One of the biggest problems is that the bigger culprits are either unaware or hiding their wrongdoing. What matters is the bottom line, and if lobbies are left unchecked and capitalism runs completely wild, our political leaders will not take on this battle, and the greatest conspiracy in the world will keep on going.
Prevention IS a huge part of fighting this beast, and it requires not only keeping the obvious polluting culprits in check, but also championing education and research to determine what helps. I am thinking in particular about diet, yes, and various other environmental factors, as other potential enablers for the disease.
I for one believe it is critical to eat as much as possible non-processed foods, as raw and green as possible - organic of course, and less animal protein, and if possible to look into maintaining a healthy body PH by avoiding an acidic blood.
That also means drinking the right kind of water: drinking tap water filled with all kinds of chemicals is not helping (from the treatment process itself to the various and numerous contaminants that are flushed down our own drains - drugs and cleaning agents for one, and pesticide residues infiltrating our sources). Bottled water is not much better, especially in those nasty plastic bottles. Wherever possible, I personally use glass, stainless steel, or some other inert material.
Air of course is a big one as well, as you have discussed, so I will not go into more details here.

Personally, I also think we need to go back to the basics on what is actually surrounding us: use cast iron pans instead of teflon, eliminate aluminum pots and plastic/polystyrene containers, etc. . The same goes for our cleaning products and the materials with which we build our houses, offices, furniture, carpets, etc. : bleach, CFCs, VOCs, etc.
I personally believe in making your own laundry detergent, cleaning sprays, etc. Avoid chemical based candles, insecticides, deodorizers, etc. Use plants to filter pollutants out of the air you breathe.

Also, your skin is the biggest organ of your body, and is a permeable barrier that merely protects us from physical harm, not so much from chemical contamination. I therefore prefer to use safe soaps, shampoos and hair products, creams and deodorants without aluminum, organic/natural toothpaste. etc.

Once you start looking at the MASSIVE amount of potentially harmful chemicals in all our beauty and cleaning product, cancer feels like an even more insidious threat, and one that maybe we are even making worst ourselves, unknowingly.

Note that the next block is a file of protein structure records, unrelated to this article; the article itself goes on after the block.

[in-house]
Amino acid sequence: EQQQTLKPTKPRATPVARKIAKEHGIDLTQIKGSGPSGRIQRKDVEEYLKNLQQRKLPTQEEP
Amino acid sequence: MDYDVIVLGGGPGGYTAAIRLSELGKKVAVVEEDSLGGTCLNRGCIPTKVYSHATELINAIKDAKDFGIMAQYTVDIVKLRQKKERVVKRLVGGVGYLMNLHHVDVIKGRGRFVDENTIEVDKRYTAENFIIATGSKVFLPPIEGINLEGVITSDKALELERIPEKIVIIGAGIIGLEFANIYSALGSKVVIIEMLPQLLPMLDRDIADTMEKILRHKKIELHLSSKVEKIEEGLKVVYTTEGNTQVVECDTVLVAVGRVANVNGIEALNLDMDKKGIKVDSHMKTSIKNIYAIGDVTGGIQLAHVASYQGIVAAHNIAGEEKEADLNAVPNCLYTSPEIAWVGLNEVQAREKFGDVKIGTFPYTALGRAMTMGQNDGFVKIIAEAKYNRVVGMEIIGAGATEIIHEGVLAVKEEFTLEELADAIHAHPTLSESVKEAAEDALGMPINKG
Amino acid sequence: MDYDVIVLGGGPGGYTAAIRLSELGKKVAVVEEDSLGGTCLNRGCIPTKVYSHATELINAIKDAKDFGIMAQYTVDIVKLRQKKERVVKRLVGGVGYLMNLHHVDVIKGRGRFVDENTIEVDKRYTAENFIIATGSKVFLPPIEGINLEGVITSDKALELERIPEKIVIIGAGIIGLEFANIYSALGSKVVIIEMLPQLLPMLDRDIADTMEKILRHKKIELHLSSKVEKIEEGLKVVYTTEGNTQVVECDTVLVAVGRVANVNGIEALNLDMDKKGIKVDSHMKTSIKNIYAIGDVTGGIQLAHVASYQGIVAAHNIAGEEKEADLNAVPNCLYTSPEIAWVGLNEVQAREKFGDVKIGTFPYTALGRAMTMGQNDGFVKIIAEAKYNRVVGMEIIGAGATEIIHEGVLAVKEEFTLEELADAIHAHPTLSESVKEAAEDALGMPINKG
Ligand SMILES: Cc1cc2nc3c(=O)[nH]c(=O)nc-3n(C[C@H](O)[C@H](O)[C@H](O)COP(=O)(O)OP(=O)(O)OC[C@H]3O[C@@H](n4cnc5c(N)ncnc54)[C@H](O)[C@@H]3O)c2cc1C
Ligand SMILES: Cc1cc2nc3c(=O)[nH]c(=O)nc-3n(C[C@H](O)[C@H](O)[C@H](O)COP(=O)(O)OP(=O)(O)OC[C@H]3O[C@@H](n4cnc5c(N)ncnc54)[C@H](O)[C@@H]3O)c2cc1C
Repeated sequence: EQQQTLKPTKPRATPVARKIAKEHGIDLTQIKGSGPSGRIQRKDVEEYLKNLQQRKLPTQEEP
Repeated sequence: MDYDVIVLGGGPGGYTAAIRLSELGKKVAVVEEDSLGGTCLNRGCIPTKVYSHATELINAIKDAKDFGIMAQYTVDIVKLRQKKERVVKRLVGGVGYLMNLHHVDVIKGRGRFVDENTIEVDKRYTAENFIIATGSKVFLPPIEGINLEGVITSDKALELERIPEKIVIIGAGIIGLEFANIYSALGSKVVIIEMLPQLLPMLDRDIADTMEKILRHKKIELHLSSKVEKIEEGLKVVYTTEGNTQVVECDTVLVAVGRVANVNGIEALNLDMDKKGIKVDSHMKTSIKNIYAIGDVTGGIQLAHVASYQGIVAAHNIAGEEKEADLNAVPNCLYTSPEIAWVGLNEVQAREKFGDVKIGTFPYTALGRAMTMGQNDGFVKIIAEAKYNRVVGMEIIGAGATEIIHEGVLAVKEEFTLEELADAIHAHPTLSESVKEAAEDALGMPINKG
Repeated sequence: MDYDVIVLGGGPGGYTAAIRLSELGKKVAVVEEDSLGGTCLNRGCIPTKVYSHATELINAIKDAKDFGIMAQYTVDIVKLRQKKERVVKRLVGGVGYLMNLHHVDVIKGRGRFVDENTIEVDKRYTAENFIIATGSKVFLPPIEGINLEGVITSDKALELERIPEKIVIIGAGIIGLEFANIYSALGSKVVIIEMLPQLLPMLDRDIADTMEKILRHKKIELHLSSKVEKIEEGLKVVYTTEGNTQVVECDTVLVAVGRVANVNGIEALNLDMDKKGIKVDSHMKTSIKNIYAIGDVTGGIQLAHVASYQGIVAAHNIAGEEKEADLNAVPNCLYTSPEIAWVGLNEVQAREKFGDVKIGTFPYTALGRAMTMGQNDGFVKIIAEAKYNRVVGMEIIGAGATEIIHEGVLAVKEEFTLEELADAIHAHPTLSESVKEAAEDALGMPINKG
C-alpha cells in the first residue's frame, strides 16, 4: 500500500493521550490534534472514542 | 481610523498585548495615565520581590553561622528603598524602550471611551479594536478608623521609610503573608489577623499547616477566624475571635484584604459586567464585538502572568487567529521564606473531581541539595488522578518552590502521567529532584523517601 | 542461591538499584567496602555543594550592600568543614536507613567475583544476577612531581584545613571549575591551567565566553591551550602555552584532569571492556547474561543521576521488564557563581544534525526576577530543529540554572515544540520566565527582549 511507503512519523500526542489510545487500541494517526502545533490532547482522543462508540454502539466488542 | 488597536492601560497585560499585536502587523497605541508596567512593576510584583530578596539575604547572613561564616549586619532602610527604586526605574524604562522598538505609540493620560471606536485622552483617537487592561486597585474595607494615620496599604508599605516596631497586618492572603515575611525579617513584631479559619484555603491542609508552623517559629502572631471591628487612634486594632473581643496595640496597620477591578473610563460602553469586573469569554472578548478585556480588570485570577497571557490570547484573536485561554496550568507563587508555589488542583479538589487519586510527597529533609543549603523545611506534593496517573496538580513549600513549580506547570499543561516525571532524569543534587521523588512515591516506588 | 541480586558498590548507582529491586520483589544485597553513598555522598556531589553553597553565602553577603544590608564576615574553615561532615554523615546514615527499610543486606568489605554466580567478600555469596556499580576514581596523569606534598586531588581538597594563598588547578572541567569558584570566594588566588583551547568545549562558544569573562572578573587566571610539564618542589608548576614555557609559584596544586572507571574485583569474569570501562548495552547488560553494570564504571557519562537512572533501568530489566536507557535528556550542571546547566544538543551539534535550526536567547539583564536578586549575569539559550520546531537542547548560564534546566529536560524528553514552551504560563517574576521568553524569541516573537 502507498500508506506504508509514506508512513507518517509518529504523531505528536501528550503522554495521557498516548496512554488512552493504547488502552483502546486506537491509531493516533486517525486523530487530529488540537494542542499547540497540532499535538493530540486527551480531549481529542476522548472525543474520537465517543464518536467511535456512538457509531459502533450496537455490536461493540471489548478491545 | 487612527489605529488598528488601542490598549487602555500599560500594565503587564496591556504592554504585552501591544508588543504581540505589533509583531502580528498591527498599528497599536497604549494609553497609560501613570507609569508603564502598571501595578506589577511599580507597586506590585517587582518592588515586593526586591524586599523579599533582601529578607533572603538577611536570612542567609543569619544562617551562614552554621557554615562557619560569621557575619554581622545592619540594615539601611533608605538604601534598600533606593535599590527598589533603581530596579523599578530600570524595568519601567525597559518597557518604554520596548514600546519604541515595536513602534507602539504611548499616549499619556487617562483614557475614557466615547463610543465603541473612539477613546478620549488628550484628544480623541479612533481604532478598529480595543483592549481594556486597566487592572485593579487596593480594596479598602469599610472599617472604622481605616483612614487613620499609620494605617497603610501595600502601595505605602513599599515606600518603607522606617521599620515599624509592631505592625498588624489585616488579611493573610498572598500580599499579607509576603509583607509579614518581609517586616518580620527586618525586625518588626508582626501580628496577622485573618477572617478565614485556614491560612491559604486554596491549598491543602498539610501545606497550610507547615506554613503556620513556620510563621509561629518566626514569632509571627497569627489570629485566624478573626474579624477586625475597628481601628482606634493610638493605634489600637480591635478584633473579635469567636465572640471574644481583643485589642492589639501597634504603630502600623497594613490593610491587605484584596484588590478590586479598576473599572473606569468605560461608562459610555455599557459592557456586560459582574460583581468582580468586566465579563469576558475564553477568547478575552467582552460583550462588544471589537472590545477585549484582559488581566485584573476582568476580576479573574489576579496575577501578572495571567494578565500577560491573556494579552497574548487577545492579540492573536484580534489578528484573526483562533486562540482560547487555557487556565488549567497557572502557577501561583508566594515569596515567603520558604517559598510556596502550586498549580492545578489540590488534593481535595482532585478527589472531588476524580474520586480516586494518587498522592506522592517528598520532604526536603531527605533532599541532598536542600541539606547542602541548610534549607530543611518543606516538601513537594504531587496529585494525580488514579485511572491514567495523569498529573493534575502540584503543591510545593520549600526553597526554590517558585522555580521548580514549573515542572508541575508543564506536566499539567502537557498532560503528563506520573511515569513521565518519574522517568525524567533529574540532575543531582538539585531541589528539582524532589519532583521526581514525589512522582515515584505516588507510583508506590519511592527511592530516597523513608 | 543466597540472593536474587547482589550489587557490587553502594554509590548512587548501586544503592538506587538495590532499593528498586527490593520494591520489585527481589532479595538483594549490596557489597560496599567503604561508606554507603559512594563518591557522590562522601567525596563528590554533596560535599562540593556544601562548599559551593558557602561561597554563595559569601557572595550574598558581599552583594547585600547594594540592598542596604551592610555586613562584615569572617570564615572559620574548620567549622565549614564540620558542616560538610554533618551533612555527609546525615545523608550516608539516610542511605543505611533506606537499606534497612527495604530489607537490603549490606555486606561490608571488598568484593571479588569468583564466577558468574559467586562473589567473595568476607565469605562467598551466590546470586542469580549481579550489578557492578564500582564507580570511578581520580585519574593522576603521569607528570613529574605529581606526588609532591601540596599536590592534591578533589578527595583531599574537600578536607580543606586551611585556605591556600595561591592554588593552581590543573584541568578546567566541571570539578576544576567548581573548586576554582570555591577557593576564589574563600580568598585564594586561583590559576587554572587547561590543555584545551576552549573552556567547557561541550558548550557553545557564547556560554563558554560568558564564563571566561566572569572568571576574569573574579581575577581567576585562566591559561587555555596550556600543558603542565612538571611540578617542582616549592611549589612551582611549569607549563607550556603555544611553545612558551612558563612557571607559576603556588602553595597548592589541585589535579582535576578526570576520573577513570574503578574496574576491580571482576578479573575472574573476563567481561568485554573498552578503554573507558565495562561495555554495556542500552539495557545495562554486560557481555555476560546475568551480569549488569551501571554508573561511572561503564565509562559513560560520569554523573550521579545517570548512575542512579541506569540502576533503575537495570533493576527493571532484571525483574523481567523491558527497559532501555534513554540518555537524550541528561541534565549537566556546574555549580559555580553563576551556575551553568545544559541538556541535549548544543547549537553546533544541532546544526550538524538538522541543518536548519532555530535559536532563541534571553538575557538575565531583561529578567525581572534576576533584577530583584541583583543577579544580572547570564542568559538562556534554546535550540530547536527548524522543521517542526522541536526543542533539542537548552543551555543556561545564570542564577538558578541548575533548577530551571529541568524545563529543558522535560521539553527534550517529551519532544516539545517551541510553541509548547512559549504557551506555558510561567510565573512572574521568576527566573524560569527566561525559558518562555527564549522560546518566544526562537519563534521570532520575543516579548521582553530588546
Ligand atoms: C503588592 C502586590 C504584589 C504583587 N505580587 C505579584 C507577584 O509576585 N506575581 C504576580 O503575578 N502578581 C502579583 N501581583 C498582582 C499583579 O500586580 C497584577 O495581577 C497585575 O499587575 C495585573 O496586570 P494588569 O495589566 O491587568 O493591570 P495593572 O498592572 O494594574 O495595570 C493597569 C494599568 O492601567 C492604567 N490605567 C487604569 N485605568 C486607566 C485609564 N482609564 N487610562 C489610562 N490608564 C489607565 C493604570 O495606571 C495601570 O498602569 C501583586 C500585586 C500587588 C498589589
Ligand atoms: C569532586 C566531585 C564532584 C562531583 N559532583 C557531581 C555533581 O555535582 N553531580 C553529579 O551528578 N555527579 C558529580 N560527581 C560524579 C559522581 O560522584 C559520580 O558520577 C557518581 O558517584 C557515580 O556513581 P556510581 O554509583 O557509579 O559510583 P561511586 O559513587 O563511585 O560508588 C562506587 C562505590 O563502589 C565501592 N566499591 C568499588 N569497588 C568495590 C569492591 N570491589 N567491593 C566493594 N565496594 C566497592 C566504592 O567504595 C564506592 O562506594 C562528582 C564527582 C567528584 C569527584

I agree that all that might not make potentially much of a difference, or that not all has been thoroughly researched, but I think that all those little things really end up adding up, and that there cannot be harm in cutting down as much as possible by changing our habits to go back to the basics. Natural IS better 95% of the time.
We can make these specific choices at a personal level, and each of us can fight their little battle at the level they wish.
But actual pollution does need to be controlled and curtailed. And for that, I agree with everything you said. Except that I think that the localization of the higher rates of cancer are probably linked to some extent to the way of life in the various areas just as much as the actual pollutants (way of life, food habits, physical activity levels, or even population age).

Anyway, those are my two cents, not in any particular order, as I am typing in this little window, but I am hoping to contribute some to this much important topic.

Much love to you and Lynnda,

Anonymous said...


The most disgraceful statistic is the one for Nunavut. The highest cancer rates in this country.


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Grad. Saint Mary's University, 1975, got into the medical device business initially in sales, then various management positions up to president, all in Medical Devices. I prefer therapy products over diagnostic, but they are all fun, and in a way have defined my life. I have now evolved, with help from my 35 year partner Lynnda with whom I now share every hour. I am into staying healthy, photography, kayaking, bicycling, gardening and two books a week. I wish I had gotten to this stage earlier!